Ald. Bobby Burns (5th) succeeded Monday night in winning Evanston City Council approval to create a tax increment financing district in a portion of his ward on either side of Green Bay Road.
The TIF proposal had been the subject of heated debate in the community for months.
A resolution adopted along with the three TIF enabling ordinances commits the city to focus the TIF funds on home ownership retention, affordable housing, workforce development, infrastructure improvement, public spaces and business district improvement.
The Council ultimately rejected on a 5-4 vote an intergovernmental agreement demanded by School District 65 that would have given the school board power to seek an injunction against the city if it wasn’t happy with how the city was implementing the TIF program.
Rejection of the IGA came on a reconsideration motion. Ald. Peter Braithwaite (2nd), who had voted for the IGA the first time around, requested reconsideration and cast the ultimately deciding vote against the IGA.
Ald. Clare Kelly (1st) led the Council opposition to the TIF proposal, claiming the city could find money in its regular budget to fund programs in the TIF area and that TIFs negatively impact low and moderate income communities.
Kelly, a teacher at Evanston Township High School, also argued that the TIF would divert money from public schools.
Kelly was joined by Alds. Tom Suffredin (6th) and Cicely Fleming (9th) in voting against the ordinances and the resolution. Ald. Devon Reid (8th), also voted against the ordinances, although he indicated his no vote was to protest a decision by the Council to cut off debate on the ordinances.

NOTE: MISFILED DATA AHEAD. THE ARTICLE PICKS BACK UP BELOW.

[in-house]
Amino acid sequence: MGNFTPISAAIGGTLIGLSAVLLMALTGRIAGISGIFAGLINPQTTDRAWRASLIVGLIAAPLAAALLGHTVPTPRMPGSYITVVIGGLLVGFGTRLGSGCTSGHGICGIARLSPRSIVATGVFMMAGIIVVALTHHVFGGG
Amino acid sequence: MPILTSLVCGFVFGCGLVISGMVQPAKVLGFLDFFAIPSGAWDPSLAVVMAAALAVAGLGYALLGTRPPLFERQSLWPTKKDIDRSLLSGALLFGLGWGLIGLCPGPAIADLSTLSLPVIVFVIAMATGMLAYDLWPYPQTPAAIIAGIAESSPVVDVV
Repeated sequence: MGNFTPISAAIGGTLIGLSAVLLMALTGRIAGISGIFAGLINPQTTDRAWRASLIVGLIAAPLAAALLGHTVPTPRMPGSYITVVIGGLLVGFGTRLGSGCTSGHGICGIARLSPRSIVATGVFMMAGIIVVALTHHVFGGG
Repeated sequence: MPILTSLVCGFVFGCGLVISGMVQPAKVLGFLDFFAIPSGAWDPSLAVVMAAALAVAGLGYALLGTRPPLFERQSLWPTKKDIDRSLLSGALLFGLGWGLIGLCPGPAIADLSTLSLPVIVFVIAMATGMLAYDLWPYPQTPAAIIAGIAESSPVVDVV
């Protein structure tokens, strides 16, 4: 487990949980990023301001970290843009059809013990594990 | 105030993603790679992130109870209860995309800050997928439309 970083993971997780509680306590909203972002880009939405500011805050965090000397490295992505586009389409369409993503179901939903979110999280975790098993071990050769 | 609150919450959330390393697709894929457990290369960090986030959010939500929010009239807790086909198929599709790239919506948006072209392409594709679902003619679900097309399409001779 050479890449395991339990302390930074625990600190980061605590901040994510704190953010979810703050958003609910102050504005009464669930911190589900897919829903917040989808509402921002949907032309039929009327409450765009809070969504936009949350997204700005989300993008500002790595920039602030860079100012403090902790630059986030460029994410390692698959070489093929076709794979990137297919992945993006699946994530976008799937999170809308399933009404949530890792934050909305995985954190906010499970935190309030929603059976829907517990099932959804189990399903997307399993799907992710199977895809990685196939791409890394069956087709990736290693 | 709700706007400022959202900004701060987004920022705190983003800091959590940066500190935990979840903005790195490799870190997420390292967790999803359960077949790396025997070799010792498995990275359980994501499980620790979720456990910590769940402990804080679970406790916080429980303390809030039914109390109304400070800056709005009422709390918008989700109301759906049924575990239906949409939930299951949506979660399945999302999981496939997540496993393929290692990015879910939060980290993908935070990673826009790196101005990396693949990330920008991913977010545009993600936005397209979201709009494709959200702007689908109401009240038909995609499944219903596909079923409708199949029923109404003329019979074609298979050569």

The city’s economic development manager, Paul Zalmezak, and a city consultant on the TIF project told aldermen the TIF over its 23 life is projected to generate $77 million in revenue, of which distributions to the schools and library could consume as much as 40%.
Relatively little of that money is projected to come in the early years of the TIF, with a projected total of just $1.5 million in the first five years, or about $900,000 for city projects after the distributions to the schools and library.
The consultant estimated that about $400,000 of the first-five-years revenue would come from the Trulee assisted living development at 1815 Ridge, which has just been completed.
Zalmezak said over the full life of the TIF, perhaps 8% of the projected revenue could come from a potential redevelopment of the Civic Center.
TIF districts capture incremental increases in the property taxes generated within their boundaries and allow those funds to be used for economic development activities within the TIF district.
In addition to gains in property values that may result directly from those projects, TIF increments tend to grow over time as inflation increases property values.